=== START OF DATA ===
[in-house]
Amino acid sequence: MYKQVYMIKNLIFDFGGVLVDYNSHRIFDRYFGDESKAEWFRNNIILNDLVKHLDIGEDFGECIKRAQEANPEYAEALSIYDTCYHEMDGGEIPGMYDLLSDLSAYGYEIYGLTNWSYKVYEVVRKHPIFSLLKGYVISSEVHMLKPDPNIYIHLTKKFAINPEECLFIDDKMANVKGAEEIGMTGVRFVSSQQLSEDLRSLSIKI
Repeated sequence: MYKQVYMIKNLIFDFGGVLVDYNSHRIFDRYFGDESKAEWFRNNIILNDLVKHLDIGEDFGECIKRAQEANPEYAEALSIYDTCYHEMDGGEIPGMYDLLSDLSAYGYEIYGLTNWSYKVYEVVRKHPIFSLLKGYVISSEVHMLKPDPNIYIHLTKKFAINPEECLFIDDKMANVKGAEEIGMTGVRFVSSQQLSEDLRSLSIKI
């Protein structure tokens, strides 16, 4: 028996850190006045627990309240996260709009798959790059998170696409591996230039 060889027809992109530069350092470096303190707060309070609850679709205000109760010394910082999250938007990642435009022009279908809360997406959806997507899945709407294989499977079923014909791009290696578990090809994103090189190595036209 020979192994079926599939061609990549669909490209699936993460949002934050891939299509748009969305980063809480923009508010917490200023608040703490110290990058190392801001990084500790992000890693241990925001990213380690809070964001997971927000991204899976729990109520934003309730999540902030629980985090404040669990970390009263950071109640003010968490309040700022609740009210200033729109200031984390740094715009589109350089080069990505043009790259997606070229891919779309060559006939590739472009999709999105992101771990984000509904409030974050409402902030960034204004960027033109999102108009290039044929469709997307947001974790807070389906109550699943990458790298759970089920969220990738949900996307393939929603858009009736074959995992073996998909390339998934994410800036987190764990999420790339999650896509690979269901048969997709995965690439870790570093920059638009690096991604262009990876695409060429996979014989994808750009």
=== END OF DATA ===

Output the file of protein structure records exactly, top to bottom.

[in-house]
Amino acid sequence: MYKQVYMIKNLIFDFGGVLVDYNSHRIFDRYFGDESKAEWFRNNIILNDLVKHLDIGEDFGECIKRAQEANPEYAEALSIYDTCYHEMDGGEIPGMYDLLSDLSAYGYEIYGLTNWSYKVYEVVRKHPIFSLLKGYVISSEVHMLKPDPNIYIHLTKKFAINPEECLFIDDKMANVKGAEEIGMTGVRFVSSQQLSEDLRSLSIKI
Repeated sequence: MYKQVYMIKNLIFDFGGVLVDYNSHRIFDRYFGDESKAEWFRNNIILNDLVKHLDIGEDFGECIKRAQEANPEYAEALSIYDTCYHEMDGGEIPGMYDLLSDLSAYGYEIYGLTNWSYKVYEVVRKHPIFSLLKGYVISSEVHMLKPDPNIYIHLTKKFAINPEECLFIDDKMANVKGAEEIGMTGVRFVSSQQLSEDLRSLSIKI
């Protein structure tokens, strides 16, 4: 028996850190006045627990309240996260709009798959790059998170696409591996230039 060889027809992109530069350092470096303190707060309070609850679709205000109760010394910082999250938007990642435009022009279908809360997406959806997507899945709407294989499977079923014909791009290696578990090809994103090189190595036209 020979192994079926599939061609990549669909490209699936993460949002934050891939299509748009969305980063809480923009508010917490200023608040703490110290990058190392801001990084500790992000890693241990925001990213380690809070964001997971927000991204899976729990109520934003309730999540902030629980985090404040669990970390009263950071109640003010968490309040700022609740009210200033729109200031984390740094715009589109350089080069990505043009790259997606070229891919779309060559006939590739472009999709999105992101771990984000509904409030974050409402902030960034204004960027033109999102108009290039044929469709997307947001974790807070389906109550699943990458790298759970089920969220990738949900996307393939929603858009009736074959995992073996998909390339998934994410800036987190764990999420790339999650896509690979269901048969997709995965690439870790570093920059638009690096991604262009990876695409060429996979014989994808750009």